Stephon Daniels started riding bikes when he was six years old. He’s owned five different bikes so far and never wants a car because of their negative impact on the environment.
Daniels, an 11 year old eighth-grader at St. Malachy School, was given his sixth bike as a surprise from Temple University Campus Safety Services on Saturday at a bike donation event at the STAR Complex. He was just one of 200 children from North Philadelphia area schools who received the bikes as a reward for participating in an after-school bike safety program hosted by Campus Safety Services.
The students and their families showed up to the event expecting bike helmets and “a surprise.” State Sen. Sharif Street spoke briefly about the bike safety program when a tarpaulin was raised and revealed the bikes. Students then excitedly ran over to them and found each of their names on a bike.
The bike safety program was started to promote a healthy lifestyle and road safety among kids while riding their bikes, according to Gloria West, a Temple Police officer who teaches the program St. Malachy School. The program teaches students about traffic laws, how to perform bike safety checks and the importance of wearing helmets.
Malayjah Lockridge, an eight-year-old second grader at Paul L. Dunbar School also participated in the bike safety program at her school and said the most interesting part was learning about hand signals.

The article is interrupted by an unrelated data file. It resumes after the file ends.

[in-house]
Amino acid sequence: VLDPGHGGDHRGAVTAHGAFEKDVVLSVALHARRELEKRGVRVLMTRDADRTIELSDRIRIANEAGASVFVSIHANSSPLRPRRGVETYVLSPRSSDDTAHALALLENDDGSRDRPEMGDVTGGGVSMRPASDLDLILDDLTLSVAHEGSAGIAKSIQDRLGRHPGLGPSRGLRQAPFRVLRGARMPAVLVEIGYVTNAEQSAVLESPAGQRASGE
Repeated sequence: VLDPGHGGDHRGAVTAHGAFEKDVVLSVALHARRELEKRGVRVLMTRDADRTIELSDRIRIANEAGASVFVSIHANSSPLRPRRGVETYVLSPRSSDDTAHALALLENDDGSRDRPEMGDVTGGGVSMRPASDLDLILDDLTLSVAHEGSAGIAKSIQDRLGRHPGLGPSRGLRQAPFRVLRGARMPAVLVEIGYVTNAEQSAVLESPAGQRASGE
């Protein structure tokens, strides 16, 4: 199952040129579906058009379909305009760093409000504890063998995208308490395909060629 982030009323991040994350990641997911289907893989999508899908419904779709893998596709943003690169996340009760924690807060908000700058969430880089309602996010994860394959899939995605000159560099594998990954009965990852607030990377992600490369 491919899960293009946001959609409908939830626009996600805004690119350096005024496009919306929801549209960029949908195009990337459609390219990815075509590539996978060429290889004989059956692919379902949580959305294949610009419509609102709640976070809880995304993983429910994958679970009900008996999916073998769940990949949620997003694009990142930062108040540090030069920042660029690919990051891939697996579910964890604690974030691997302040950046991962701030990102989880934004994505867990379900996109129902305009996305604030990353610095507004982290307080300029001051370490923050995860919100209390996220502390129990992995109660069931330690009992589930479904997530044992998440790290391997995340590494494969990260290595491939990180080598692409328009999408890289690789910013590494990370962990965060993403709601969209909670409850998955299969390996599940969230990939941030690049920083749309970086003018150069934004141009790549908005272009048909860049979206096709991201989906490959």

“It feels good to see something positive going on in the neighborhood, in the community with the children,” said Lorraine Brown, Lockridge’s mother who lives on 12th Street near Thompson. “It gives them something different, they don’t have to be running around all the time, you can ride a bike.”
The bike safety program, which started ten years ago, was held at three schools this year: St. Malachy School, Tanner G. Duckrey Elementary School and Paul L. Dunbar School. For the last three years, students who participated were rewarded with bike helmets after completing the program.
This year, Philip Richards, a member of the Board of Trustees, donated to the program to give the children bikes and helmets. Richards’ Minnesota-based financial company, North Star Resource Group, has a foundation that surprises kids with bikes since 2004.
One Day At A Time, a North-Philadelphia substance use recovery program, donated another 20 bikes.
“I believe it’s important for children to have these assets and access to these things because in the city, there’s bikes everywhere,” said Captain Eileen Bradley, a Temple Police community liaison who coordinates the bike safety program. “Especially in this part of the city, [it’s important] that the children know bike safety.”
She added that the program is an avenue for her to give back to the children and the community.
“I wanted to know how bike safety is so when I’m riding a bike, I know how to be safe,” Daniels said.
Rozina McFadden, Daniels’ grandmother, who accompanied him to the event, said she never lets him ride his bike without a helmet, so the bike safety program helped him expand his bike safety knowledge.
“Usually kids that I see riding bikes, they ride without helmets, and then they get hit and they have to go to the hospital because they have their heads messed up or something like that,” Daniels said.
West said the program and the bike surprise meant a lot to the students and their families.
“They are excited about the fact that they’ve got the bikes,” she said. “One parent said that it’s a blessing because her son’s bike got stolen. She got him another bike and that broke down and for a bicycle to show up at this time, that makes me happy too.”